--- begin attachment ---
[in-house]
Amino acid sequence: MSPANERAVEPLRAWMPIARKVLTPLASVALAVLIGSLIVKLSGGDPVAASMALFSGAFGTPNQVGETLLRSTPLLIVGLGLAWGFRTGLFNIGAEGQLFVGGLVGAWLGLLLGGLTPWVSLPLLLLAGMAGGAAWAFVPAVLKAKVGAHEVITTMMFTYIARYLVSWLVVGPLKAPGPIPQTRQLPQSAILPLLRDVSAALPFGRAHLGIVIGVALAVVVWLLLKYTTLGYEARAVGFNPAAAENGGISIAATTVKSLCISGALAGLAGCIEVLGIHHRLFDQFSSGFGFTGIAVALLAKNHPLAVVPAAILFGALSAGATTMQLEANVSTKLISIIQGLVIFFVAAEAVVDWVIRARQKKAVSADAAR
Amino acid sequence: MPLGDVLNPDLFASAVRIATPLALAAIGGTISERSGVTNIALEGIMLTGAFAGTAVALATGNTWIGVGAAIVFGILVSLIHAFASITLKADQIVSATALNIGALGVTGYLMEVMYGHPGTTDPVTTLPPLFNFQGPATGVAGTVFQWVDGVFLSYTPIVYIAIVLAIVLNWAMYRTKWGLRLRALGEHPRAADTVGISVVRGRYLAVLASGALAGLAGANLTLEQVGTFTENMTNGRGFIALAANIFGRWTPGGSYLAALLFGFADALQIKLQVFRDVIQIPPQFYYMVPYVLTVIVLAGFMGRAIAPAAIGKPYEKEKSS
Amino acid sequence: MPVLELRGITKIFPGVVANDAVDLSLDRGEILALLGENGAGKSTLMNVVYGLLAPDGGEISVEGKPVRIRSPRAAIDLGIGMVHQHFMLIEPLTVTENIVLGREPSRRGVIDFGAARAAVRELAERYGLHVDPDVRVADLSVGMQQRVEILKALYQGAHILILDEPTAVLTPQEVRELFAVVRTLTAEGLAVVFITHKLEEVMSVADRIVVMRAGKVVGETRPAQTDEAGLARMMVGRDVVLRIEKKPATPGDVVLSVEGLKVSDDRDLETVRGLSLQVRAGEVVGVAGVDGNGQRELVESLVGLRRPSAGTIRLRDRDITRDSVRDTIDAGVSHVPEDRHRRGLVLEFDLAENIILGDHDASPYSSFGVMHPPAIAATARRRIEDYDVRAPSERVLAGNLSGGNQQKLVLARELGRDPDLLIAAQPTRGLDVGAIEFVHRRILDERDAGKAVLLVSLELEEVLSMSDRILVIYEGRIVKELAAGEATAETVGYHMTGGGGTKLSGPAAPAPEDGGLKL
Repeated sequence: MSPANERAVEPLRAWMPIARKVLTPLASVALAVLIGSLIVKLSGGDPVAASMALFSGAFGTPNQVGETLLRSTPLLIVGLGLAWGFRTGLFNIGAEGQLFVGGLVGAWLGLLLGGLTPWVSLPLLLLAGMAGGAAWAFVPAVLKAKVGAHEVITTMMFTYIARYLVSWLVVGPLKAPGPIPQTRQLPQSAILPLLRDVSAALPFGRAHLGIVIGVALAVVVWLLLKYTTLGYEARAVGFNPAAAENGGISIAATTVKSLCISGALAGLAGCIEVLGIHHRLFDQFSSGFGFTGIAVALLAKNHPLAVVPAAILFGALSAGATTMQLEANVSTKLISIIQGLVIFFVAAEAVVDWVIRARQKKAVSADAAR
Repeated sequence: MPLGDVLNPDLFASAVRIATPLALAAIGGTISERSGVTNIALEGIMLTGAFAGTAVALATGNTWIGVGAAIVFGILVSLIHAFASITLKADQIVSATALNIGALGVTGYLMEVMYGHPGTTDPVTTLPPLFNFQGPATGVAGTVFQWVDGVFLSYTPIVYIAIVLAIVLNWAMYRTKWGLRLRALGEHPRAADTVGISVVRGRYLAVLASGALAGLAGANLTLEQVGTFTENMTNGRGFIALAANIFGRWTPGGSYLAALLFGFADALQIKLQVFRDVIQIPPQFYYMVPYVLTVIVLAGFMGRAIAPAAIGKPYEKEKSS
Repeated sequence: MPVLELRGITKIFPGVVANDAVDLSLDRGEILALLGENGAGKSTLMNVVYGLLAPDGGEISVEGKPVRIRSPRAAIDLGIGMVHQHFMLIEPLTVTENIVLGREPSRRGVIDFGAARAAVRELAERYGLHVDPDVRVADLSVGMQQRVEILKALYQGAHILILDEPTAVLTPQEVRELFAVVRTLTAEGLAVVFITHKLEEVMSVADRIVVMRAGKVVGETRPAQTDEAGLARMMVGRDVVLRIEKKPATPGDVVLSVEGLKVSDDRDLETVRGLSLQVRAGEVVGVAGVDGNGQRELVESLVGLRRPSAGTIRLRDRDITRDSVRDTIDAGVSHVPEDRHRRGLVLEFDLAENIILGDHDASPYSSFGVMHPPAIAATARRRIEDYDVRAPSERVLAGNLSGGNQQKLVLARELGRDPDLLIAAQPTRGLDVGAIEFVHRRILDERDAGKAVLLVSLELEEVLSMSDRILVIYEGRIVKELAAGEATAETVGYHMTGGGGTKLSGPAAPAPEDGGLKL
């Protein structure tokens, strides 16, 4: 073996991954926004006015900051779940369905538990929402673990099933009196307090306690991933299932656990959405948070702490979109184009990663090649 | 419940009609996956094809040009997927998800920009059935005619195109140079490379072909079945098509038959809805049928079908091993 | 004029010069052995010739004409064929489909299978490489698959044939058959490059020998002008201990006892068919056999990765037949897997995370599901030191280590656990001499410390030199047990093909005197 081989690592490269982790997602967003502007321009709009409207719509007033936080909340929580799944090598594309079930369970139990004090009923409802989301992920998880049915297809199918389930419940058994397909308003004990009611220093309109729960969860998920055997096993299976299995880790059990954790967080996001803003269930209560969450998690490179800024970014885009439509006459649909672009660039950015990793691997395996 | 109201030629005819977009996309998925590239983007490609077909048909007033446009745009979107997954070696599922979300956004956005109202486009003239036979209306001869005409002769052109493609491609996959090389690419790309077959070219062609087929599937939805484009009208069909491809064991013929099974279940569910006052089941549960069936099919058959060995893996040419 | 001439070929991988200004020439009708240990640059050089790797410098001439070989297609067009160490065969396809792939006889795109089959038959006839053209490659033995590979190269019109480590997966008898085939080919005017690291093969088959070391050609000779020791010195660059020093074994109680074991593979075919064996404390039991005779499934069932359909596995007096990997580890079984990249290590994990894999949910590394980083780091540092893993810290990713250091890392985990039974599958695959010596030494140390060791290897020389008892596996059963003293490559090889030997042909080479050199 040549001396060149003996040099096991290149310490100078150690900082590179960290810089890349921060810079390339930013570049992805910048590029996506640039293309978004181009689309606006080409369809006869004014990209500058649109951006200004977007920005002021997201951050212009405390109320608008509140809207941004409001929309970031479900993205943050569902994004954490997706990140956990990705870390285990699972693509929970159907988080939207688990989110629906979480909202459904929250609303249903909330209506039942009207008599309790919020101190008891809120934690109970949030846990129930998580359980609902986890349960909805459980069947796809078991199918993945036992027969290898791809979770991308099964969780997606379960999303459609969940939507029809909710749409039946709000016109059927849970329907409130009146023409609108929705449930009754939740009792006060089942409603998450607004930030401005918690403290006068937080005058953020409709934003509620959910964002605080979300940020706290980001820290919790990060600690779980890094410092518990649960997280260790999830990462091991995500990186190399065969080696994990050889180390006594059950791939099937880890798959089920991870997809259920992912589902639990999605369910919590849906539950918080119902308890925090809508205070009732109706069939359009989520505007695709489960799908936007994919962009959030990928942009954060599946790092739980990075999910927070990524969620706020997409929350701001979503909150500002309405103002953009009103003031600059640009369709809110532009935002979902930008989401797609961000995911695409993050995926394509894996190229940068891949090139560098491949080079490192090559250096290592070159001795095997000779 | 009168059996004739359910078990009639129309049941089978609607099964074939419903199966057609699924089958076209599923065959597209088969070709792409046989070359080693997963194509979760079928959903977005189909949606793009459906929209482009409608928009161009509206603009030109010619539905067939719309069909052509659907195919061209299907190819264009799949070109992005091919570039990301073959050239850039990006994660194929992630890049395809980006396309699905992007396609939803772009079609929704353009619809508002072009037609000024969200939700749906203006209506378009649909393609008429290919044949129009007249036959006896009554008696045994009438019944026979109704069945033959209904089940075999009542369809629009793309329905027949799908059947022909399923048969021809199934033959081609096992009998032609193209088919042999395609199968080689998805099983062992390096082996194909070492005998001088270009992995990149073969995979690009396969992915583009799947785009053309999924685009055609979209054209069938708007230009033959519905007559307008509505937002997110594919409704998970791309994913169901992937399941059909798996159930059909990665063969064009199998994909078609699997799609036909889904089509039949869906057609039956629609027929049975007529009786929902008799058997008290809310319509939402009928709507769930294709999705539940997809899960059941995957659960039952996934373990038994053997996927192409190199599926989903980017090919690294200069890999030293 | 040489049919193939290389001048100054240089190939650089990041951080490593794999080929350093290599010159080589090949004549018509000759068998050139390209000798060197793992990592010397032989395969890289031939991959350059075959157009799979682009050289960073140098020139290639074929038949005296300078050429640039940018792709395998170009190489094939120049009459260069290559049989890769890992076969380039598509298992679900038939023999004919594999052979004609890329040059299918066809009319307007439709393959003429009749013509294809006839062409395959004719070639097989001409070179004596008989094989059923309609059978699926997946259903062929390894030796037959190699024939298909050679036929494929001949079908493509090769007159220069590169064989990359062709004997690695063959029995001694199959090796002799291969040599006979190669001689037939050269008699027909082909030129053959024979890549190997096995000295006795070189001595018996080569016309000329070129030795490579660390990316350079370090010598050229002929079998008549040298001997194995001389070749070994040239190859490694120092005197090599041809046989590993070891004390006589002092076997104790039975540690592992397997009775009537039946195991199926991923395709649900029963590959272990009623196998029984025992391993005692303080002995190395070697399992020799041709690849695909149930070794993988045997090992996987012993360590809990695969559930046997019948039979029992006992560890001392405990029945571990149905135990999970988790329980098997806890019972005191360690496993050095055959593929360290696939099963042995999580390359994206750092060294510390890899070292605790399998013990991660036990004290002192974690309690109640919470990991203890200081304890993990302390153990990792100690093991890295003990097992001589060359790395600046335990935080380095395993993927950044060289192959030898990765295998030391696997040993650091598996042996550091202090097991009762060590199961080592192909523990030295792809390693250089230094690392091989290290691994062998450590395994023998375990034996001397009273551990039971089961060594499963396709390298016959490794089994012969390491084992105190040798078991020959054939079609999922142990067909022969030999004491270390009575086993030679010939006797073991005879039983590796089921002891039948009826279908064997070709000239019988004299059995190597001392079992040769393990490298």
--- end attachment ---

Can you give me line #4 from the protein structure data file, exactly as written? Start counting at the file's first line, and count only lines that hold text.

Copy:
Amino acid sequence: MPVLELRGITKIFPGVVANDAVDLSLDRGEILALLGENGAGKSTLMNVVYGLLAPDGGEISVEGKPVRIRSPRAAIDLGIGMVHQHFMLIEPLTVTENIVLGREPSRRGVIDFGAARAAVRELAERYGLHVDPDVRVADLSVGMQQRVEILKALYQGAHILILDEPTAVLTPQEVRELFAVVRTLTAEGLAVVFITHKLEEVMSVADRIVVMRAGKVVGETRPAQTDEAGLARMMVGRDVVLRIEKKPATPGDVVLSVEGLKVSDDRDLETVRGLSLQVRAGEVVGVAGVDGNGQRELVESLVGLRRPSAGTIRLRDRDITRDSVRDTIDAGVSHVPEDRHRRGLVLEFDLAENIILGDHDASPYSSFGVMHPPAIAATARRRIEDYDVRAPSERVLAGNLSGGNQQKLVLARELGRDPDLLIAAQPTRGLDVGAIEFVHRRILDERDAGKAVLLVSLELEEVLSMSDRILVIYEGRIVKELAAGEATAETVGYHMTGGGGTKLSGPAAPAPEDGGLKL